Why Can’t Children Get Dental Implants?

A dental implant is intended to replace the loss of a permanent tooth. With a successful procedure, a titanium appliance is surgically embedded in gum tissue with the bone fusing to the implant to form a secure base for the restoration that will cover it.

Once the implant has been placed, it is important that it remain stable. However, if bone maturity has not been achieved (as in the case of a child), the bone and gum tissue will continue to grow which could cause the implant to shift or loosen.

This could result in the implant’s inability to integrate correctly to provide the solid base needed to support the dental implant. A successful implant will conclude with bone fusing to the implant, a process known as osseointegration. This allows the implant to act similarly to the root of a natural tooth holding the restoration in place. Movement could mean implant failure.

There have been successful dental implant placements with younger patients; however, this is the exception, and in most cases the implant dentist will recommend waiting for bone maturity before entering into this process.

One of the other requirements for placing dental implants is the commitment needed from the patient to keep the implant area clean with daily oral maintenance to prevent infection, the primary cause of implant failure.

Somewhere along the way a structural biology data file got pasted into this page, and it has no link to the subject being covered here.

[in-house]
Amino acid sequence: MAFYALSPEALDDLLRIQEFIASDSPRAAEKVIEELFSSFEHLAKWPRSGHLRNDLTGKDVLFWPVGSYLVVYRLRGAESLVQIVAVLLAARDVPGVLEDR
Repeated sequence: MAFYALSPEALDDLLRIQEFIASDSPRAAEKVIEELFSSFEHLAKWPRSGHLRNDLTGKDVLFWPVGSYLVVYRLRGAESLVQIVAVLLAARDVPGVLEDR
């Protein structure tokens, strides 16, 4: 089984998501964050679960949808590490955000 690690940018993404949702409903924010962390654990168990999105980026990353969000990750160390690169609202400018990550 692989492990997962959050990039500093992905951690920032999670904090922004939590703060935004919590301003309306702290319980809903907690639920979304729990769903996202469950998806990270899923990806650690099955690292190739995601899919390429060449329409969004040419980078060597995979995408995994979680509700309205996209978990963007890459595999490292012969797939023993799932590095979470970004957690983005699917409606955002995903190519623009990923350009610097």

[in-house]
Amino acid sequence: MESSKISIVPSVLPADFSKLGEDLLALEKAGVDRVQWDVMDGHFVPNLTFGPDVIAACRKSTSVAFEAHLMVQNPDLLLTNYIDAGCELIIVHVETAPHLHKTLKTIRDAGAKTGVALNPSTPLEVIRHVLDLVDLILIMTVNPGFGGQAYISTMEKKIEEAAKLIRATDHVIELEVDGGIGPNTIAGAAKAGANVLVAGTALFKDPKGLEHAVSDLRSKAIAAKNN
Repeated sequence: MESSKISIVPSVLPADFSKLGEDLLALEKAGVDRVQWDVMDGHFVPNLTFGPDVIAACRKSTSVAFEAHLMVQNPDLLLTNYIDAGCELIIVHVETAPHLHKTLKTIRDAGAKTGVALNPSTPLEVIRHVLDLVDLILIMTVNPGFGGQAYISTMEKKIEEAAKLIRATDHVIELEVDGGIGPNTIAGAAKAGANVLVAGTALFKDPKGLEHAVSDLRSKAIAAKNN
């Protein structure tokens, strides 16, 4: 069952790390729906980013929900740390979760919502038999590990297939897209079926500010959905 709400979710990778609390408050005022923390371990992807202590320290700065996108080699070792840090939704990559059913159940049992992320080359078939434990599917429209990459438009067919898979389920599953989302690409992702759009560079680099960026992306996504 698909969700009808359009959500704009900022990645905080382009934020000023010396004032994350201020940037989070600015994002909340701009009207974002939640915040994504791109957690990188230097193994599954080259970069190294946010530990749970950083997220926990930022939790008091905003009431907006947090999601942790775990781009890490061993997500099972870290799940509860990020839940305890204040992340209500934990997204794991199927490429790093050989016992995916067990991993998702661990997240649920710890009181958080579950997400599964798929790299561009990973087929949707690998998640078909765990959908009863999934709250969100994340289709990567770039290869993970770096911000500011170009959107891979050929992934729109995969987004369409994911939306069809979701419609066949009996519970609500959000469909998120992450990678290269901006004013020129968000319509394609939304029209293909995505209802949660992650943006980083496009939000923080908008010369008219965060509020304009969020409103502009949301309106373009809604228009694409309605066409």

As with most adults, aesthetics are important for children and teens as well. In the case of teeth failing to erupt or a traumatic event resulting in tooth loss, other options are available while waiting for bone maturity to be reached.

In the event of premature loss of the primary teeth, a space maintainer may be placed to prevent remaining teeth from drifting into the open space. This keeps the space available for the eventual permanent tooth to erupt. Keeping the teeth in their proper alignment is critical to dental health, not just for their appearance.

A dental malocclusion results when the top teeth do not correspond correctly to the bottom teeth. This can lead to crooked teeth promoting dental decay, grinding and clenching (bruxism), and the potential for broken teeth.

Maintaining regular dental visits will allow your dentist to monitor potential problems and keep you and your child informed of the best ways to maintain excellent oral health.

For additional information about dental implants, contact the office of Dr. Beth Tomlin today.

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